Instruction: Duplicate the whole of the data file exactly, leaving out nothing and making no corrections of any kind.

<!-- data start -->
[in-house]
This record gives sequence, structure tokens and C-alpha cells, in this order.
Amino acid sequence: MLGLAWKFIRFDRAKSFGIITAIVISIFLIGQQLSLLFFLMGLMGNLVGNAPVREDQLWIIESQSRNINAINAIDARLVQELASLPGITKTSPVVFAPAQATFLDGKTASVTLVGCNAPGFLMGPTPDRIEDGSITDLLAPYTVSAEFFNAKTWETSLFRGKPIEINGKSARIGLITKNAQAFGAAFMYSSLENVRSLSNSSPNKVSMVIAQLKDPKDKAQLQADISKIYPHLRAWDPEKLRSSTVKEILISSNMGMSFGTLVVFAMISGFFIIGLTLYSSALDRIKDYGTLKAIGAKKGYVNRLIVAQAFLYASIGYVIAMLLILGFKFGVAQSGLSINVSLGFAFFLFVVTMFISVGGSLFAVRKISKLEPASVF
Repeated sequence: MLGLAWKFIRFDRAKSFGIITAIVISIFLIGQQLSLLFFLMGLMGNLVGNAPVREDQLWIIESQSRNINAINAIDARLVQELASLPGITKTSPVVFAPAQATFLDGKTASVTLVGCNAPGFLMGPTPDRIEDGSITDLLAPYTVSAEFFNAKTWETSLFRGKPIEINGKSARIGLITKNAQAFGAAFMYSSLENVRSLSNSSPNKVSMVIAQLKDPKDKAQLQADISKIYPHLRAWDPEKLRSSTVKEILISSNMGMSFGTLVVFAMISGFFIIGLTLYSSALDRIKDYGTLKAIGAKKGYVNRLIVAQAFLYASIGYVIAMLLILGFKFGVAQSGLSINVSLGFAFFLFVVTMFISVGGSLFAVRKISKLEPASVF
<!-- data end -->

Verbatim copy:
[in-house]
This record gives sequence, structure tokens and C-alpha cells, in this order.
Amino acid sequence: MLGLAWKFIRFDRAKSFGIITAIVISIFLIGQQLSLLFFLMGLMGNLVGNAPVREDQLWIIESQSRNINAINAIDARLVQELASLPGITKTSPVVFAPAQATFLDGKTASVTLVGCNAPGFLMGPTPDRIEDGSITDLLAPYTVSAEFFNAKTWETSLFRGKPIEINGKSARIGLITKNAQAFGAAFMYSSLENVRSLSNSSPNKVSMVIAQLKDPKDKAQLQADISKIYPHLRAWDPEKLRSSTVKEILISSNMGMSFGTLVVFAMISGFFIIGLTLYSSALDRIKDYGTLKAIGAKKGYVNRLIVAQAFLYASIGYVIAMLLILGFKFGVAQSGLSINVSLGFAFFLFVVTMFISVGGSLFAVRKISKLEPASVF
Repeated sequence: MLGLAWKFIRFDRAKSFGIITAIVISIFLIGQQLSLLFFLMGLMGNLVGNAPVREDQLWIIESQSRNINAINAIDARLVQELASLPGITKTSPVVFAPAQATFLDGKTASVTLVGCNAPGFLMGPTPDRIEDGSITDLLAPYTVSAEFFNAKTWETSLFRGKPIEINGKSARIGLITKNAQAFGAAFMYSSLENVRSLSNSSPNKVSMVIAQLKDPKDKAQLQADISKIYPHLRAWDPEKLRSSTVKEILISSNMGMSFGTLVVFAMISGFFIIGLTLYSSALDRIKDYGTLKAIGAKKGYVNRLIVAQAFLYASIGYVIAMLLILGFKFGVAQSGLSINVSLGFAFFLFVVTMFISVGGSLFAVRKISKLEPASVF